She loved attending not only opera but also Earth’s great symphony orchestra performances as well.  During Michelle’s youth, at the tender age of five years old, when she was struggling with her telepathic abilities, her mother gave her an earth violin to try and learn.  She took to it like a fish to water, because it was the one thing she could do that kept all the voices out of her head. By the time she was ten she was considered a musical prodigy.  Her parents tried to understand why she was practicing at all times of the day, but she couldn’t explain it to them because she feared that they would think she was crazy hearing voices.  Then, because she not only practiced her instrument, but delved into any form of study that would quiet the voices, B’Tor entered her life and taught her the Vulcan ways at controlling her mind.  It worked wonders, but still she kept on practicing her beloved violin. As her Starfleet career progressed, she always made certain that some of the crew had musical abilities. On her last command, she had three other individuals who played string instruments.  It was a great joy for her to get together with them and form a rather good true string quartet.


She huddled close to Richard, and he wrapped  his huge arms around her to bring her in even closer.  She had been so happy this entire month, but was starting to slowly realize that this was their last night together for quite some time.  She was to fully report to Enterprise-S tomorrow morning, and the next day Richard was off to Deep Space 555.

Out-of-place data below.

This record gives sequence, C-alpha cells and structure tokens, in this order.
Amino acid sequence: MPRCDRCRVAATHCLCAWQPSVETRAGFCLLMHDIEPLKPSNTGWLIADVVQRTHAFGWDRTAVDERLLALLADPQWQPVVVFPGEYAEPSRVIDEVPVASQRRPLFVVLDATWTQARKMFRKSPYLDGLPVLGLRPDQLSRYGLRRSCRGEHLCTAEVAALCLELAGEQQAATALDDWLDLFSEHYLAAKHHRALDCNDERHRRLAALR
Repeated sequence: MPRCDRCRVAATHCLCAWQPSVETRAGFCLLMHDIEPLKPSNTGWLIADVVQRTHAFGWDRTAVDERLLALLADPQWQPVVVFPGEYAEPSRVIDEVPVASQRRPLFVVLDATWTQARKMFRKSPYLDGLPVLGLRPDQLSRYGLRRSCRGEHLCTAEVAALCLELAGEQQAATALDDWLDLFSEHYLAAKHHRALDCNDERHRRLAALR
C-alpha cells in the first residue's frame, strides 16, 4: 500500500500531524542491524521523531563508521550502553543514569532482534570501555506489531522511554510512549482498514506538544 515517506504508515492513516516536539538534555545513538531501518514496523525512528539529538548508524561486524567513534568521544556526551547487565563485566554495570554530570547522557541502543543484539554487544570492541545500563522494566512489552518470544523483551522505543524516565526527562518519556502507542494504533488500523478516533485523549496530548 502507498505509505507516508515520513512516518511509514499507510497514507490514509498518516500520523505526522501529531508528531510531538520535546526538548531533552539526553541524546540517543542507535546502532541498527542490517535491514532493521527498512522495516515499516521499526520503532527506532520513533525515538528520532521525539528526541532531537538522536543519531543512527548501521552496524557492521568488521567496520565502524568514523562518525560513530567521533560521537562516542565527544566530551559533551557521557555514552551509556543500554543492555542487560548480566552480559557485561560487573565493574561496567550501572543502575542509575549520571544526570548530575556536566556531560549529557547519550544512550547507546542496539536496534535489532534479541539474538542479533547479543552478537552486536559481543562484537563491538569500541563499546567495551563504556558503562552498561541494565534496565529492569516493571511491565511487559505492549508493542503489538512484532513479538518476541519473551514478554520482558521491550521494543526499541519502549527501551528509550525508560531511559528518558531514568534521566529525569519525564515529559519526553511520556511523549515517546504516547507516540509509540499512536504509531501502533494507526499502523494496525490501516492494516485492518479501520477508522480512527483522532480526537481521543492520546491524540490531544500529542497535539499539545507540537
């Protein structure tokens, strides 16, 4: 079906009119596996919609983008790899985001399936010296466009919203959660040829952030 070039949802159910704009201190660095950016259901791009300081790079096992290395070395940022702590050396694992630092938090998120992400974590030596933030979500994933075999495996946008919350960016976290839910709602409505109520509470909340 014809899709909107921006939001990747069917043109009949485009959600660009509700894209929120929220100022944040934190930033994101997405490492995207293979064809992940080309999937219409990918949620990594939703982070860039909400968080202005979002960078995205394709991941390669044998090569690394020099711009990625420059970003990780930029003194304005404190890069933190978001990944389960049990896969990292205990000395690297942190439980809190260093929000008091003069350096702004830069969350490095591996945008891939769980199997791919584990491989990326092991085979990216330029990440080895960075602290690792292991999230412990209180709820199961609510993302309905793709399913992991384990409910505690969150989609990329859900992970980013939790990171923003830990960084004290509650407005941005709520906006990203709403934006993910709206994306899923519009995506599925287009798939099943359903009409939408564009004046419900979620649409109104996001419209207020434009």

At first, she felt content–happy, even– but just before the first Act ended she was overcome by a dread as powerful and terrifying as the day she had lost her parents.  She had been having that feeling on and off throughout the entire month, and it was threatening to ruin everything…and once more, in a monumental effort, she decided to brush it aside, dismissing it as mere separation anxiety


She tried to feel warm, happy thoughts and to let the music engulf her like Richard’s arms.  She knew that Richard had wanted to propose to her all month, and there was no question in her mind that she would accept his proposal when it came, but as usual, Richard was always thinking of her.  She knew he did not want to burden her with a marriage proposal, especially with her long voyage about ready to start.


Thanks to the great medical advances of the past millennium, people could marry at a much later time in their lives and even have children decades after the old norms without any complications.  They knew that marriage and children would be available to both after Michelle’s voyages with Enterprise ended in six or seven years. Still, Richard did not want her to feel the obligation of a marriage proposal, so he didn’t ask her.  She could feel it, though, even without her telepathic abilities.